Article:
What more, the activities of the intervention agencies that were empowered to address the developmental needs of the region have left much to be desired. Building of few over-celebrated classroom blocks, tarring of few kilometers of unused and unusable roads and drilling one or two boreholes are merely scratching a deep wound on its surface. Much of what have happened in these agencies like the present NDDC have been the fertilizing of a huge corruption complex that have targeted party roughnecks, space-fillers at party rallies and briefcase-wielding accomplices of those in power for stupendous enrichment. Over-inflated contracts and those that were never ever executed become the ready avenue the NDDC has employed to enrich these fringe elements that bear no direct impact on the resolution of an intractable problem. The majority of the people that should be the primary target of such intervention continue to hover endlessly on the very fringes of deprivation and want. The people that matter in the region are left as high and dry as when the agitation started and this has only gone to deepen the anarchistic fissures that have developed since the agitation started. Thus, the Niger Delta has become one huge cocktail of rising anger and conflagrant tempest the government has found too hard to crack.

At present, however and driven by acute frustration, borne of its own ignorance of the entire Niger Delta struggle, goaded by narrow sectional interests, and selfish international considerations, the Yar’Adua government has announced that it would go to war to flush out the agitators in the Niger Delta. Although, it never gave an impression of how it will achieve this feat given that it had been dealt a real bloody nose by the intransigence of these agitators so far, it leaves no one in doubt that this is its last card in dealing with the issue. Its deep frustration is palpable in its present posture but this is because it had not devoted genuine attention to knowing what the problem is all about. It has not yet freed itself from the bellicose mentality of its predecessor that saw the crisis snowball out of control and it has allowed itself to be manipulated by its own sectional interest and its weakness to handle complex international political options.

But Yar A’dua needs no convincing of the foolhardiness of adopting such strong arms tactics as he is doing now to the Niger Delta problem. He needs nobody to tutor him on the fact that the Niger Delta may be the needed elixir that would free the ennui of sectarian and ethnic implosion that has been hovering over the country for years now. He needs nobody to let him know that the adoption of war in the Niger Delta may be the needed fire to ignite the tinderbox of the unsuppressed desire for nationalism, which has bred the popular demand for division among the ethnic divides in Nigeria. Yar’Adua’s government must know that by levying war on the Niger Delta just because his single-tracked palliatives have failed in the region, he is quickening his own downfall and he cannot manage the fallout of such war. He should arrest himself before he bites more than he can chew because that is certainly what his ill-advised predilection to war in the Niger Delta translates will lead to. He should rather seek ways and means of adopting a sincere and holistic approach to the problem that would free any intervention from the corruptive influence and manipulation of politicians. Such measures would reach directly to the common people in the Niger Delta, address their environmental and infrastrutural needs, empower them through a feasible poverty alleviation programme, find employment and fitting vocations for its youths and guarantees free and hitchless education and Medicare for its youths. Indeed, the goose that lays the golden egg must be tended for better results.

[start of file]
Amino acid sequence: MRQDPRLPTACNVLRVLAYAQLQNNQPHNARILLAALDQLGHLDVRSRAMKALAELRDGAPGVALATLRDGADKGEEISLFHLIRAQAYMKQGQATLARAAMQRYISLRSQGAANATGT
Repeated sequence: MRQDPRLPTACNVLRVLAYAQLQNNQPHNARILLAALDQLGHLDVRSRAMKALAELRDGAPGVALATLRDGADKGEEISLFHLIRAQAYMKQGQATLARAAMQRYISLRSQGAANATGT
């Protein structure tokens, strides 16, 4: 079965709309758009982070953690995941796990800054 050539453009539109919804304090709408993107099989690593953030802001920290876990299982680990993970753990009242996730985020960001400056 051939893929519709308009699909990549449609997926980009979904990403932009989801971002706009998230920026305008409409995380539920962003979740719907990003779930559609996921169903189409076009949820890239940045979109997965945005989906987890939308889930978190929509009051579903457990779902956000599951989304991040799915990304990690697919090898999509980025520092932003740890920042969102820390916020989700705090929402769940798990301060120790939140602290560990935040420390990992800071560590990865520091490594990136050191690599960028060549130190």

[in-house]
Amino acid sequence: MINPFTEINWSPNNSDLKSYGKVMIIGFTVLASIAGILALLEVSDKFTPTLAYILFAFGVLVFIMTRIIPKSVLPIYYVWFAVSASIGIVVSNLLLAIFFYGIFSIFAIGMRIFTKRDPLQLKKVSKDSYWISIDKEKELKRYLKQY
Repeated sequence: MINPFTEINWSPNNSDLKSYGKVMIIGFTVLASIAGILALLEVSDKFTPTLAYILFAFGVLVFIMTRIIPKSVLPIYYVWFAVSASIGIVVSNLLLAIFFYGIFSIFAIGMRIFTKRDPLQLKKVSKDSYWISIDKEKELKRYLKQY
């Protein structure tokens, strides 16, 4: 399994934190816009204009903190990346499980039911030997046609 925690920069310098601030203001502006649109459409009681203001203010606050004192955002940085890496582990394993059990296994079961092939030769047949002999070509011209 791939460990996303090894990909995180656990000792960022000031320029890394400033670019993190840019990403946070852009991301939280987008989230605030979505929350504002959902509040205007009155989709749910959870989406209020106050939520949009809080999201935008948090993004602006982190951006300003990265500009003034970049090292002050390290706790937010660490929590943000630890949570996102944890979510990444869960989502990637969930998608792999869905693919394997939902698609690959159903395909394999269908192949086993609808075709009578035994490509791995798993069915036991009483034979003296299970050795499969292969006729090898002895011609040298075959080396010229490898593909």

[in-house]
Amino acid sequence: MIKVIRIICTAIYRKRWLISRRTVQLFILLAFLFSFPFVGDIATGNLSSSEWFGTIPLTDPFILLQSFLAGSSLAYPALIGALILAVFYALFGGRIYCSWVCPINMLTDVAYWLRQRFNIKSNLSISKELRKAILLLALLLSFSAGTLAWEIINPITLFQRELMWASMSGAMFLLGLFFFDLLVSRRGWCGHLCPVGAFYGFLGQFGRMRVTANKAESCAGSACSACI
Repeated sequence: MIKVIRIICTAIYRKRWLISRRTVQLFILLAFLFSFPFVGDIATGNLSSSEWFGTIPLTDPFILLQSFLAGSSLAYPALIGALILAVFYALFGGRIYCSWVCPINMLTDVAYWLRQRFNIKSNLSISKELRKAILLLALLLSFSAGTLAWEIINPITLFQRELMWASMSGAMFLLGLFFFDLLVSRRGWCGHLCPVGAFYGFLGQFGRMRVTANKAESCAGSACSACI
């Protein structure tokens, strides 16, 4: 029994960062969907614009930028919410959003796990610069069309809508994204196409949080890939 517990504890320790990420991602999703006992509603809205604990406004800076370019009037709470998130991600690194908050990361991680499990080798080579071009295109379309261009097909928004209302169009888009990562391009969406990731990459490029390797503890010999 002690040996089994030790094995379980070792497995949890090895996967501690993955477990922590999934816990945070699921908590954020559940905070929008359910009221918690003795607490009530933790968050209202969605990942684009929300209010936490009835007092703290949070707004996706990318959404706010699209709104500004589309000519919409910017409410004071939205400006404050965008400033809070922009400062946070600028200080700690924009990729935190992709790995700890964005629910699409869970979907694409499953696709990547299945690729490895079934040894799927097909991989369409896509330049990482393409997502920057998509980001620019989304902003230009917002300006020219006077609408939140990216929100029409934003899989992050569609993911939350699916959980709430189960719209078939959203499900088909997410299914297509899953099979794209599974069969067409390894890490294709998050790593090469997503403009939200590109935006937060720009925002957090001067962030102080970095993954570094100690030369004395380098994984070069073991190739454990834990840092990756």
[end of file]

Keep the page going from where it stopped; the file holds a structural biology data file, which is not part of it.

All said, let the Yar’Adua government discontinue its war-mongering inclination on the Niger Delta, shorn the international pressure to levy war against his people, damn the selfish sectional interests prodding him to suicide on the Niger Delta issue. He should do what is right and this must be based on a deep knowledge of the issues concerned in the Niger Delta crisis. This is the only sure way of walking away from a certain precipice his latest attitude is prodding the entire country, not only the Niger Delta or his rudderless government, into.

Written by
Peter Claver Oparah
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1 comment
  • The best way to solve the Niger Delta “Problem” is to stop screwing them. They are literally dying because the oil companies are polluting their water supply which is primitive because the government fails to invest in development. The quality of life issues there are inexcusable and the violence that has resulted was preventable and is completely warranted and reversible.